Do Not Litter. Keep Off the Grass. Clean Up After Your Dog.
Sternly worded signs adorn our parks, plazas and playgrounds, reminding visitors to follow certain codes of conduct. But a newly published study finds that, under certain circumstances, these admonitions seem to have the opposite effect.
Researchers in the Netherlands present evidence that if certain rules are clearly spelled out, and you note that others have been disregarding them, you’re more likely to break them as well. What’s more, you are also more likely to ignore an entirely different directive.
Writing in the journal Group Processes and Intergroup Relations, psychologist Kees Keizer and two colleagues from the University of Groningen describe a series of experiments. All were conducted in an alley where people park their bicycles while shopping in nearby stores.
The experiments all had the same basic structure. Researchers attached a flyer to the handlebar of a parked bicycle, which read “Happy Holidays,” and gave the name of a fictional sportswear shop. When the shoppers retrieved their bicycles, researchers noted whether they took the flier with them (there were no trash cans in the alley) or threw it on the ground.
In their first experiment, Keizer and his colleagues confirmed the results of a 2008 study that found people are more likely to litter an already-littered area. Fifty-three percent of the cyclists took the flier with them when the alley was clean, but only 39 percent did so when it was strewn with “a few empty soda cans, flyers, plastic bags and candy wrappers.”
In their next experiment, the researchers similarly littered the alley but also hung a large anti-littering sign on the wall. Under those circumstances, only 28 percent of people took the flier with them. Repeating the experiment, they got a similar result: Thirty percent of the cyclists didn’t litter.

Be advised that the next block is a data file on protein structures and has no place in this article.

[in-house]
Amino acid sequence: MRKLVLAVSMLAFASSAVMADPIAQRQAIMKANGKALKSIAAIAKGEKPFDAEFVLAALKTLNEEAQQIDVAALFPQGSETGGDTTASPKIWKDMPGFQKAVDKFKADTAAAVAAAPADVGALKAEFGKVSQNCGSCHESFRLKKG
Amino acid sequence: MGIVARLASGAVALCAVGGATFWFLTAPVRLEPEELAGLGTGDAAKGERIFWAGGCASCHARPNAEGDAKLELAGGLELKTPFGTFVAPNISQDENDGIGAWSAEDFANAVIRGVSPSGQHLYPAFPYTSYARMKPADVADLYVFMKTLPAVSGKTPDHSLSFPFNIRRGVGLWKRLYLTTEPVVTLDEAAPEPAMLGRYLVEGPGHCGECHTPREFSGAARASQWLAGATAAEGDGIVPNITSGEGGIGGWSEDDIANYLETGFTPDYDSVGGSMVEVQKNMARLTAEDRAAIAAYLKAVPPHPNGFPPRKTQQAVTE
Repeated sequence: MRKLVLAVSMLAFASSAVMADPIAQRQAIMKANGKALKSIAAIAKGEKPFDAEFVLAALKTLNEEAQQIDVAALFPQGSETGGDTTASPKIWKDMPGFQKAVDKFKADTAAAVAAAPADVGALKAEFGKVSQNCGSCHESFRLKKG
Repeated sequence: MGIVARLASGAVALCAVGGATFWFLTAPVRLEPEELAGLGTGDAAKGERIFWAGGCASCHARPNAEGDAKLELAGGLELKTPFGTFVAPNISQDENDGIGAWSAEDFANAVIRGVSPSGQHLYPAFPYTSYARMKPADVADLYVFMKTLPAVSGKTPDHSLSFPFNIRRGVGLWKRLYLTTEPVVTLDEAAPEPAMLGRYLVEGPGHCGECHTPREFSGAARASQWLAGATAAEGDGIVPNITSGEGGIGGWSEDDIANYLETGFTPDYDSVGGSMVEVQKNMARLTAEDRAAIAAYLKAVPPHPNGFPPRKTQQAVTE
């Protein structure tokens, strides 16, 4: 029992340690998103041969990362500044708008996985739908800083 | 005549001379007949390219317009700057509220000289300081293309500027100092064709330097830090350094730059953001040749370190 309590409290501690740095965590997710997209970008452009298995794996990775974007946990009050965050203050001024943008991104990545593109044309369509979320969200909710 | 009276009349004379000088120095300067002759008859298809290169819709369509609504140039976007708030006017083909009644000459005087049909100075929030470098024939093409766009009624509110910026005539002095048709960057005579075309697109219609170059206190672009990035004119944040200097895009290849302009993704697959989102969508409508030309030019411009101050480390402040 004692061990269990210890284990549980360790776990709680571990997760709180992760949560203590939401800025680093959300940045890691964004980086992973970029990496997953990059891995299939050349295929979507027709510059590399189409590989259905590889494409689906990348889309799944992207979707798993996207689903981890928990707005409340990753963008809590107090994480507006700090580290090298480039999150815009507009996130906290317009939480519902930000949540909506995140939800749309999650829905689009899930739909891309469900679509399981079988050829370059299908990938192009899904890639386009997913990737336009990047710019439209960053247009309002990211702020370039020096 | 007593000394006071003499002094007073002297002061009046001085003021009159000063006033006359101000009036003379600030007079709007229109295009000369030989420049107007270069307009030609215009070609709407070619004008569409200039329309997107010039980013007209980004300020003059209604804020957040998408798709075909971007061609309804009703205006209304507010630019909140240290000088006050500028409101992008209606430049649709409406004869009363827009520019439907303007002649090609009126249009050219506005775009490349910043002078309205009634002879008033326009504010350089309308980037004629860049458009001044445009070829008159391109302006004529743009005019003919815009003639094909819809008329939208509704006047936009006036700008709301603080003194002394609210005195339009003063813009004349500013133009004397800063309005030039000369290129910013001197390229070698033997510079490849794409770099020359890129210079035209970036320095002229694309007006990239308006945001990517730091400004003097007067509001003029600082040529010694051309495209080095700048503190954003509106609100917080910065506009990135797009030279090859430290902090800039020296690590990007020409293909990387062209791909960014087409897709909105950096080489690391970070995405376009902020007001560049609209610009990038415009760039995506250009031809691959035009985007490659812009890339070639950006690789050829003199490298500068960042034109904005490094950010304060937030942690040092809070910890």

Either number is a significant drop from the 39 percent who tossed the flier aside when no sign was present. This suggests evidence that a clear rule that has been flouted disinclines others to obey that directive.
For their next series of experiments, the researchers sprayed the alley wall with graffiti, creating “several improvised tags in different colors.” They then repeated the litter experiment.
They found the graffiti had an almost identical effect as strewing garbage on the ground: Only 38 percent of cyclists took the flier with them rather than dropping it on the ground. When a “No Graffiti Allowed” sign was hung on the wall (a message the supposed taggers had blatently ignored), that number went down to 31 percent.
However, when the graffiti was cleaned up and a “No Graffiti Allowed” sign was visible, 68 percent of cyclists took the flier with them – the highest percentage of any of the experiments. However fleetingly, the cyclists took note of the fact that their fellow citizens were obeying the law (in this case, the no-graffiti rule), and this inspired them to do the same (by avoiding littering).
As Keizer and his colleagues note, these findings have direct implications for policymakers. They suggest removing evidence of rule-breaking behavior, such as litter or graffiti, should be a priority — especially in areas where signs directly forbid it. It appears antisocial behavior is contagious, and the more brazen it is, the more power it has to spread.
The researchers sum up their advice with their own admonitory statement: “Do not place prohibition signs where the rules are not enforced.” That’s a little too long to fit on a sign, but they make their point.